Wisconsin sweeps Fighting Sioux

Three seasons later, Badgers remember getting swept by UND in 2003

GRAND FORKS, N.D.—When the seniors on this year's UW men's hockey team came to the Ralph Engelstad Arena for their first time as freshmen, they were embarrassed.

North Dakota swept Wisconsin — both in Grand Forks and at the Kohl Center — and the players were miserable about the losses.

Four years later, as the horn sounded to end their last game at the Ralph, seniors Adam Burish, Ryan MacMurchy, Nick Licari and Tom Gilbert embraced each other on the ice after a 4-1 victory and sweep of the Fighting Sioux.

"That was one of the worst experiences we've ever had in Wisconsin hockey," said Burish, a forward, of the Sioux's sweep in the 2002-03 season. "The turnaround is special. It's an exciting feeling."

"[My freshman year] we got smoked, we got out-battled and it was an embarrassing second night," said right winger MacMurchy. "Senior year, to sweep them after not winning in four years here, it just feels so great."

The win was a prime example of the turnaround the team has made in four years, as the win solidified the second-best Western Collegiate Hockey Association start for the Badgers in team history.

"I'm really happy for our seniors," UW head coach Mike Eaves said. "They were here four years ago and we were just embarrassed here. For them to come back in there senior year and have the success they had this weekend is very satisfying to them."

On Friday night, it was the killing of a five-minute penalty that secured a win for Wisconsin. Saturday night, it was the Badgers taking advantage of a five-minute power play of their own that shaped the game.

North Dakota captain and defenseman Matt Smaby took a five-minute major and a game misconduct at 9:49 of the first period, and the Badgers scored twice over the next five minutes.

"It gave us an opportunity to score some goals, and we did that," Eaves said. "We were able to create energy because of what the power play did for us early in the game."

It had already been dismal up to that point for the Fighting Sioux, as it took them more than eight minutes to land a shot on UW goalie Brian Elliott. But it got worse, as UND not only lost its captain, but its most experience defenseman.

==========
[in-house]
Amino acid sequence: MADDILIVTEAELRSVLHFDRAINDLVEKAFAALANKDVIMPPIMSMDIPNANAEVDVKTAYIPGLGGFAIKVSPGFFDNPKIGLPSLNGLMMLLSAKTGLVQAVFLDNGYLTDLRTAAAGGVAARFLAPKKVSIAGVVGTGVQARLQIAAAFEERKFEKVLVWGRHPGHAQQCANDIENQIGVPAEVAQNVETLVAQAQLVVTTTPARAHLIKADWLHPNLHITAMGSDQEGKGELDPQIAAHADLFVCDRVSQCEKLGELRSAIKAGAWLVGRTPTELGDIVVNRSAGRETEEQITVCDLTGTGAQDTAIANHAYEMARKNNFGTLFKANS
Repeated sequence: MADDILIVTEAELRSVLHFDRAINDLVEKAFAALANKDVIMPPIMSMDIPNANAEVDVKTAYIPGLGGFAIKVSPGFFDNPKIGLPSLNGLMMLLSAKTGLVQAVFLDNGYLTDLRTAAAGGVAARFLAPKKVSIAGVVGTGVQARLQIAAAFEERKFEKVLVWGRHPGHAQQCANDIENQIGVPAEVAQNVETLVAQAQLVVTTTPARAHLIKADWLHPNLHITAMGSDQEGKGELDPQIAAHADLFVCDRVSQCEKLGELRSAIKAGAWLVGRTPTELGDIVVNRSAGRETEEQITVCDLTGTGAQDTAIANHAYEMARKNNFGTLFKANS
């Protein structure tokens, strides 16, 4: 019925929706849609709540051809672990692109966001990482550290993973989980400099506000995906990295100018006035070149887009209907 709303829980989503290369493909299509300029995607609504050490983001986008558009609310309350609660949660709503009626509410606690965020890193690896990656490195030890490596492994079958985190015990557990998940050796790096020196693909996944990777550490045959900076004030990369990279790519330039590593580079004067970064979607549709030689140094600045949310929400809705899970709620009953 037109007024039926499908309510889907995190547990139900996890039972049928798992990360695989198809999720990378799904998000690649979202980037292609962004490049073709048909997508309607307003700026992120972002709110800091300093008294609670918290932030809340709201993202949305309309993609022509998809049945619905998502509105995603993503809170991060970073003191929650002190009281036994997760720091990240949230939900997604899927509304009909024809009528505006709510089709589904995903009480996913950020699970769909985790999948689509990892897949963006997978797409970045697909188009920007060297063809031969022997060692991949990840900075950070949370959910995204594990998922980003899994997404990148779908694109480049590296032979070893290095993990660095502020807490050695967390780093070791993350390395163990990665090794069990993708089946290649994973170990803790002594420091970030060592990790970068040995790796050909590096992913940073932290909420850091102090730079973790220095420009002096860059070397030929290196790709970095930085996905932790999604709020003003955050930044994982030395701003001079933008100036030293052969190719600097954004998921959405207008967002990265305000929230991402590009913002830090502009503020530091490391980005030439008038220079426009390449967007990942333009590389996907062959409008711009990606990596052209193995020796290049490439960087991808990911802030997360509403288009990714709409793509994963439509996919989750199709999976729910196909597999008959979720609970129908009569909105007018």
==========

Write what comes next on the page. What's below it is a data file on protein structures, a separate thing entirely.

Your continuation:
The Badgers got on the board first with a power play goal from MacMurchy at 10:40 of the period.

Forward Joe Pavelski made a give-and-go pass with forward Andrew Joudrey before passing to the front of the net to a waiting MacMurchy. The senior winger slapped it over goalie Jordan Parise's right shoulder to put UW up 1-0.

After the two teams traded penalties, Joudrey got his second point of the night with a four-on-three goal with less than seven minutes on the clock. Defenseman Jeff Likens found the junior assistant captain in the left circle and put a wrister into the far upper corner to double the lead.

North Dakota got its first power play minutes later in the whistle-happy opening period—one which saw Pavelski take a trio of minor infractions—but it was the Badgers who scored down one man.

Burish stole the puck on a bad pass from defenseman Taylor Chorney and took it the length of the ice on a breakaway. He skated in and beat Parise glove-side and suddenly the Badgers were up 3-0.

For the second night in a row, the Sioux scored on yet another power play with less than a minute on the clock. Forward Chris Porter was able to whack a bouncing loose puck past Elliott, but the damage had already been done.

UW outshot UND—which has been plagued by stagnant series finales this season—14-7, and for the second night in a row scored in the first period, something that no other team had done against the Sioux this season. The Badgers planted five first-period goals on Parise in the series.

"We just played great tonight," MacMurchy said. "We played system hockey, we just made smart plays and we just played really hard and that's what we need to do. We're going to be really hard to beat if we play like that every night."

Wisconsin added another power play goal in the second period to pad its lead as they again outshot the Sioux by seven shots.

Defenseman Jack Skille got his second goal of the series—another power play goal for UW—at 9:38, the only goal by either team in the second period.

Forward Robbie Earl fought for and gained the puck deep in the offensive zone and got it out in front of the net to Skille. The freshman winger got his stick on it and popped it up in the air, off of Chorney and into the net past the unsuspecting Parise.

The two teams came out and played another hard period in the third, but neither team got a goal to show for it.

Once again, Elliott shined for the Badgers, making 26 saves and extending his streak of giving up two goals or less to 12 straight games.

"We told everybody that this guy was going to do special things," Burish said.

On the other end of the ice, Parise had a career-best 42 saves as the Badgers put the most shots on a Sioux net since Minnesota tallied 52 against them in March of 2002. All he got to show for a gutsy effort was his second straight loss.

The two wins marked the first sweep for Wisconsin in Grand Forks since the 1996 WCHA playoffs and kept the Badgers atop the WCHA standings.

"This weekend was a measuring stick for us," Eaves said. "Anytime you want to play at a championship level you have to win two big games in a row, and we did that this weekend."

The Badgers will not have long to celebrate, as they host second-place Colorado College next weekend.

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